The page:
Christian Orthodoxy came to Minot, North Dakota with Greek immigrants. In the year 1912, a group of 250 men from Greece arrived in Minot, North Dakota to work on the Great Northern Railway. In 1921, the first baptism by a Greek Orthodox priest took place in Minot. The first liturgy was celebrated at St. Mary's Greek Orthodox Church in 1934. Parishioners came from all corners of the Greek world. Unfortunately the Greek Orthodox Archdiocese was no longer able to provide a priest. St. Mary's Greek Orthodox Church services came to a close in 1976. The church went without a full time priest for several years, but was able to continue services with temporary priests through the Orthodox Church in America. In 1980 the parish formally joined the Orthodox Church in America and became St. Peter the Aleut Orthodox Church. The church now includes parishioners of multiple different ethnicities including converts. We are now an "American" Orthodox church with services in English.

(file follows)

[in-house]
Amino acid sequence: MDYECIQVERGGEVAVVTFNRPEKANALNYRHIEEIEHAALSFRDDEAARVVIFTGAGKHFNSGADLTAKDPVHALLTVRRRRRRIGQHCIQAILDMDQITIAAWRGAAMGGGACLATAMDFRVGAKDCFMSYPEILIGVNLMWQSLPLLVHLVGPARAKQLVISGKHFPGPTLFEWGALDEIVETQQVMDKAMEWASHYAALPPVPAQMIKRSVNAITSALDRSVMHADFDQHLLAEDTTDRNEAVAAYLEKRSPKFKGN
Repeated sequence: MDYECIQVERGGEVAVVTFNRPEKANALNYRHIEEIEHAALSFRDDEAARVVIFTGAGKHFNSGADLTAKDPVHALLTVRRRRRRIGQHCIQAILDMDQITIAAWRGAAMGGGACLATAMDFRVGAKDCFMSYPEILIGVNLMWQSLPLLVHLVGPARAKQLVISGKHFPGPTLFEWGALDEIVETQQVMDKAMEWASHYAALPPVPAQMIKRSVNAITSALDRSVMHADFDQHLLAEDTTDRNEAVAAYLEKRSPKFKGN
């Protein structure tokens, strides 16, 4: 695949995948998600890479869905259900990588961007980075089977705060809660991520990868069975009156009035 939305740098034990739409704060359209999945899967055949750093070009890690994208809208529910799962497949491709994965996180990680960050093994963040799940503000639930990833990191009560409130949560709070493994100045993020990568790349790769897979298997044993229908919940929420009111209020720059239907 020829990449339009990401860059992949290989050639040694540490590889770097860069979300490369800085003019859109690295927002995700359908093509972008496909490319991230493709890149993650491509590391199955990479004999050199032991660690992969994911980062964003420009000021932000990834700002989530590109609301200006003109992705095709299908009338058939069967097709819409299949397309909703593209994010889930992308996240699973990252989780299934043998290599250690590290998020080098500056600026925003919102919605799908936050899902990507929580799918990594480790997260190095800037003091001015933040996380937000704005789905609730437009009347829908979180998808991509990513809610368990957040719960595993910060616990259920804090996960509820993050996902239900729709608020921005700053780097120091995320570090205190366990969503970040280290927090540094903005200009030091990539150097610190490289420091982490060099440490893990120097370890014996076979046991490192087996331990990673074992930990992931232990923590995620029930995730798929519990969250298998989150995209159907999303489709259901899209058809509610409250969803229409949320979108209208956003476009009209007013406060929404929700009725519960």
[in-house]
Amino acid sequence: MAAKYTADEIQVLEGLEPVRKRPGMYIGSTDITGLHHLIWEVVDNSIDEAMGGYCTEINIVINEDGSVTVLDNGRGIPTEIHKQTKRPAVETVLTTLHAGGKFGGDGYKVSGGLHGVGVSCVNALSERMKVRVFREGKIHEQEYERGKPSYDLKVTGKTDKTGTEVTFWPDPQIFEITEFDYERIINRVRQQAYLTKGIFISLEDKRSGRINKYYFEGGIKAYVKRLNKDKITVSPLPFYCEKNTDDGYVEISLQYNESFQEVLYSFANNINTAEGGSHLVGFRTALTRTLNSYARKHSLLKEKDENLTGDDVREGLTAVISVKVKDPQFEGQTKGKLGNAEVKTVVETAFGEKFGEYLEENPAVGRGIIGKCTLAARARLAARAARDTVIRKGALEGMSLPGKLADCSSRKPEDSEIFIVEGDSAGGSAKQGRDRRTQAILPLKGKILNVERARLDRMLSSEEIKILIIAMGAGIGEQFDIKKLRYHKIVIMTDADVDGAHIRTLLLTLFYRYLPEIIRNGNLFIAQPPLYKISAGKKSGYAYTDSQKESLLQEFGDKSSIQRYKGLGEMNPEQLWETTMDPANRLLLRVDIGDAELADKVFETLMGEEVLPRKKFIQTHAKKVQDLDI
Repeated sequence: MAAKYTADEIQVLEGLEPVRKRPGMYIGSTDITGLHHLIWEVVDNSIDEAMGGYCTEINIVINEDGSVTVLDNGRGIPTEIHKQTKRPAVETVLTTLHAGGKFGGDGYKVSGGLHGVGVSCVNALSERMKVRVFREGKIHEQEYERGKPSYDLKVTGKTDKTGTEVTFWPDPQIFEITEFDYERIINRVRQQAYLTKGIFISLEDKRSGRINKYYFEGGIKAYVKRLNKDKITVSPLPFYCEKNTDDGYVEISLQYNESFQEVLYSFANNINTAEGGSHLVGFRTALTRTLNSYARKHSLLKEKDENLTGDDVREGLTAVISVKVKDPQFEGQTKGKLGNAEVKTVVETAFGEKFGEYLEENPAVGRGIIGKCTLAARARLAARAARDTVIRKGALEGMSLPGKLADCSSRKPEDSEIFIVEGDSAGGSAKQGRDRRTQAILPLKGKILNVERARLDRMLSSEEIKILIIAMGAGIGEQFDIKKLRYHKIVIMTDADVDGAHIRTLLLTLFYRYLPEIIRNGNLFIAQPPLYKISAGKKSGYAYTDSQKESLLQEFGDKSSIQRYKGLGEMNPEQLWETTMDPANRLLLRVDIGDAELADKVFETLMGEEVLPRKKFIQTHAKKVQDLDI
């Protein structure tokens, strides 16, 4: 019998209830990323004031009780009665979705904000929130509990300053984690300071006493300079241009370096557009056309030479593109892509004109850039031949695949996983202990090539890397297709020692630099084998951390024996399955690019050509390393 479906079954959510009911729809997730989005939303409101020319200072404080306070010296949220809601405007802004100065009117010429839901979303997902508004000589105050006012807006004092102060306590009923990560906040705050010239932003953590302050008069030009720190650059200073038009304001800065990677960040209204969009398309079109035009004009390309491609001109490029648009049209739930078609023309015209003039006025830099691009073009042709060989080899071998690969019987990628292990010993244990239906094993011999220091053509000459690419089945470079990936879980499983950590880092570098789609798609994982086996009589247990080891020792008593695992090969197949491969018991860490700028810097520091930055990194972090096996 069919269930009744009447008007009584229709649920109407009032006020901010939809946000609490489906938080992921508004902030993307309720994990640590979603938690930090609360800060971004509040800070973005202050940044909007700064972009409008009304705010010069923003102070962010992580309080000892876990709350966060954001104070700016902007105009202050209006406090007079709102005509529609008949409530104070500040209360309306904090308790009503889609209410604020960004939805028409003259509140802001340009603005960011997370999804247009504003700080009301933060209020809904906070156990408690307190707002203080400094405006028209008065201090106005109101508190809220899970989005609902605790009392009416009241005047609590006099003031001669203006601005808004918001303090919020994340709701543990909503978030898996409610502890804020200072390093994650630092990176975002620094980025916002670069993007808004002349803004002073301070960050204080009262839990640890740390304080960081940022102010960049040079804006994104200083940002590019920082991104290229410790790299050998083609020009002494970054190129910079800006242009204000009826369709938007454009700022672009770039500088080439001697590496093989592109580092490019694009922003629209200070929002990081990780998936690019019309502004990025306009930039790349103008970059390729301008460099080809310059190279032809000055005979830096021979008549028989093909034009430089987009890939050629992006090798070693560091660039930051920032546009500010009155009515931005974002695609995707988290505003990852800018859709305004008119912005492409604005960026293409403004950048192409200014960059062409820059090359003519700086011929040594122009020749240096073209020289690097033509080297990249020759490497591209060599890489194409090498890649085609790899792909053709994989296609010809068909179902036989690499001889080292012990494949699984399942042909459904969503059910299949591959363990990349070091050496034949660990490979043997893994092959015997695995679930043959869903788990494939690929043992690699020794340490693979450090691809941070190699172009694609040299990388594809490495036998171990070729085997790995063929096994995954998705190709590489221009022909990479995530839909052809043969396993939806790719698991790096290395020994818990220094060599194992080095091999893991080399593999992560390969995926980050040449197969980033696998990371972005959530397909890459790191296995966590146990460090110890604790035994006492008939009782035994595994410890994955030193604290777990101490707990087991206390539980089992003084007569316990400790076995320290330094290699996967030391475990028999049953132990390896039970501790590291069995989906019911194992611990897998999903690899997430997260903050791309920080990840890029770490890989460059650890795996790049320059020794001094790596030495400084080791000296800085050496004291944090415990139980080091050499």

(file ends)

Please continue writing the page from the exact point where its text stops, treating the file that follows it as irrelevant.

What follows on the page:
Saint Peter the Aleut was a native of Kodiak Island, Alaska, Tchounagnak, whose Christian name was Peter, worked at the Russian outpost of Ft. Ross in California. When the Spanish colonial government ordered the expulsion of the Russian-American settlers in 1816, Peter was arrested with 13 other Aleuts. Roman Catholic monks came to the prison at night to torture them to renounce Orthodoxy and embrace Romanism. They cut off Peter’s fingers one joint at a time, then his toes, until they had cut off his hands and feet. He bled to death. Upon hearing this from one of the surviving Aleuts, St. Herman stood before an icon and pronounced, “Holy New Martyr Peter, pray to God for us!” He is holding a Cross to show his artyrdom. His hand is raised to show that it is fully restored in the Resurrection!